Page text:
1 Peter 3:9 teaches us that we should not repay evil with evil, but rather we should repay evil with blessing. Recently, God gave us a chance to do just that with our neighbors in Ku’ina.
In September we shared a story about shaking hands with a man who we knew had robbed our house. We had encountered this man in Ku’ina village, which is adjacent to our backyard but separated by a fence. Although in our hearts we had forgiven this young man for his crime against us, we still had difficulties forming relationships in Ku’ina. Over the past few months, some tensions in the local villages made it difficult for us to visit Ku’ina. But they were resolved in early January and we were able to visit again. A couple of weeks ago Martha and I brought the kids along with some other missionaries to Ku’ina to attend their church service. The people were interested to see us but not overly welcoming. At the end of the service the pastor invited me to pray. At the conclusion of my prayer, I shared about the translation work that we do and also invited the local community to come to an area near the fence to receive some gifts.
We had recently cleaned out our house and had a lot of garage sale items. But instead of selling them for just a small amount of money, we decided to give them to the people in Ku’ina village. I prefaced the event by telling the people that some among their community had stolen from us and that if I followed traditional Papua New Guinea customs I should pay them back for what they had done. I went on to explain that God’s way is not to repay evil with evil but to repay evil with blessing. I also told them that I had forgiven the wrongs that had been done to us. Although a bit taken aback by my speech, the people received the gifts gladly and we received a much warmer welcome in Ku’ina than we ever had before.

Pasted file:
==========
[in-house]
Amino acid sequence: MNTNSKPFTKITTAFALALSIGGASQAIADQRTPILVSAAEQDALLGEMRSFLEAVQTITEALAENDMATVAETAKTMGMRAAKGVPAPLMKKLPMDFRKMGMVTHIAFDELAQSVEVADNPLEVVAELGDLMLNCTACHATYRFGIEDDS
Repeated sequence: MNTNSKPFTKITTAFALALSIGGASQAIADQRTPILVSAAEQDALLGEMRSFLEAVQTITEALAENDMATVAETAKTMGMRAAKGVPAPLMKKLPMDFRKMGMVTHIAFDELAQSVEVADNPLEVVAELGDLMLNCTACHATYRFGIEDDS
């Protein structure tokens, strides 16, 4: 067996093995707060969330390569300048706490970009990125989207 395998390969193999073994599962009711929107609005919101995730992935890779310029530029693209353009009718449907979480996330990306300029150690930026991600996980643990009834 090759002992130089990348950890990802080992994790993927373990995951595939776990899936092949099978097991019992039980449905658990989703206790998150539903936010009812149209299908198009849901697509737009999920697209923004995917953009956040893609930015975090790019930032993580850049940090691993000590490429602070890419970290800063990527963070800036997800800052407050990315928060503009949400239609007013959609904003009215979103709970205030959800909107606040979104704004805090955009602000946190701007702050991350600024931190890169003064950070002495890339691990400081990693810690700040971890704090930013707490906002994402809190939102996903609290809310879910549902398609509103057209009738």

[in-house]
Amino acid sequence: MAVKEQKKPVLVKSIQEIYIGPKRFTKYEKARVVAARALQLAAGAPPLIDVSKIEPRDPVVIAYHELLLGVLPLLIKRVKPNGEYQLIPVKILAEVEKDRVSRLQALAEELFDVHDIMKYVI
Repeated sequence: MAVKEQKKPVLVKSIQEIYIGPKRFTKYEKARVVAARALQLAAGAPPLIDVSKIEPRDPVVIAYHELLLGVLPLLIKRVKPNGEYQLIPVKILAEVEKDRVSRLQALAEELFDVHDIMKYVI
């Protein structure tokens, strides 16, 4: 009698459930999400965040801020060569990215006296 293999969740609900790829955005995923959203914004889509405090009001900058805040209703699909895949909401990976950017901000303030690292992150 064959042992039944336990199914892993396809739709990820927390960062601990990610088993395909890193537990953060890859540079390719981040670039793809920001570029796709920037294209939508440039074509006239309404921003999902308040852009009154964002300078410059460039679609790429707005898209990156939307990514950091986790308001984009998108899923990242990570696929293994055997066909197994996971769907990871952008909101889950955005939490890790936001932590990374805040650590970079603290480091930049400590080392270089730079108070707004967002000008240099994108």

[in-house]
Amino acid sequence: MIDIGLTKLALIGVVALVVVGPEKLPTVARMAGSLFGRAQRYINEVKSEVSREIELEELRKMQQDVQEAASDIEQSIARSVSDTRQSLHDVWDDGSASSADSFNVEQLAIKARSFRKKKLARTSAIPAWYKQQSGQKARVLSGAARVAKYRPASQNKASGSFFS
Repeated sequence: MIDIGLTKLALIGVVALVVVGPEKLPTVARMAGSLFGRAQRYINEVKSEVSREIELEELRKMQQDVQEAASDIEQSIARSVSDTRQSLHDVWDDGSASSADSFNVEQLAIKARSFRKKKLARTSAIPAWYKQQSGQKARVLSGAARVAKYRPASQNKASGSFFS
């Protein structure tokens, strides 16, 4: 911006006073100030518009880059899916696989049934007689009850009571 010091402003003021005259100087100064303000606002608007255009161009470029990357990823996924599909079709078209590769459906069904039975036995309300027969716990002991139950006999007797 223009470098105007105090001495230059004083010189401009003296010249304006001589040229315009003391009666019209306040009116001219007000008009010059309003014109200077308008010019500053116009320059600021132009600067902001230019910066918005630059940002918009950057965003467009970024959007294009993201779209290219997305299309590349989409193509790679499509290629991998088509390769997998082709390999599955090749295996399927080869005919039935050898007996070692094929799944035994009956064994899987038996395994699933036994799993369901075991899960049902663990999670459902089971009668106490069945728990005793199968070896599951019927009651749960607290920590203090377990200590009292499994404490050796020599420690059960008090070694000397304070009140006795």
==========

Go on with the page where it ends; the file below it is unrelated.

|Bella sitting with an elderly woman in Ku'ina who gave her a bilum (net bag) to show appreciation for our efforts to reach out to her village.|
The Ukarumpa International School that Jacob, Bella, and Asher attend is currently experiencing a teacher shortage. Due to unforeseen circumstances, Jacob’s teacher had to leave over the recent school break, and so Jacob’s fourth grade class is being taught by committee since there is no full-time teacher available. If you would like to serve as a teacher in Papua New Guinea, please let us know, and we can connect you with the right people. We can’t do our work of translating the Bible without others serving alongside of us in important roles such as teaching. The need is greatest for grades 3–6, but teachers and administrators for positions at all levels are welcome.
I (Adam) recently had a paper entitled ‘Enga Imperatives’ published through an online journal called Language & Linguistics in Melanesia. Enga’s use of imperative (i.e. command) forms is quite rich. In fact, imperative forms are such an integral part of the Enga language that it is hard to make sense of even basic Enga without an understanding of how they work. While my primary focus is on translation work, I was amazed to discover just how much the process of writing a paper helped me to understand how the Enga language works. Of course, this deeper understanding of the language helps me to do a better job as a translator, and so it is well worth the effort. If you would like to look at the article, you can access it online at tinyurl.com/luvvfbr. (Although I do not recommend doing so unless you really like linguistics!)
This month Adam finished back-translating the book of Matthew from Enga into English so that it can be checked by a consultant and approved for publication. In the meantime the Enga translation team continues their work on drafting the book of Luke. They are now more than halfway done. We hope to record the book of Matthew before our furlough begins in July.
We will fly back to America on July 7 and stay until June 2016. If you would like us to come to your church or home to share about our ministry, please let us know so that we can be sure to schedule a visit. We look forward to seeing you all again in a few months!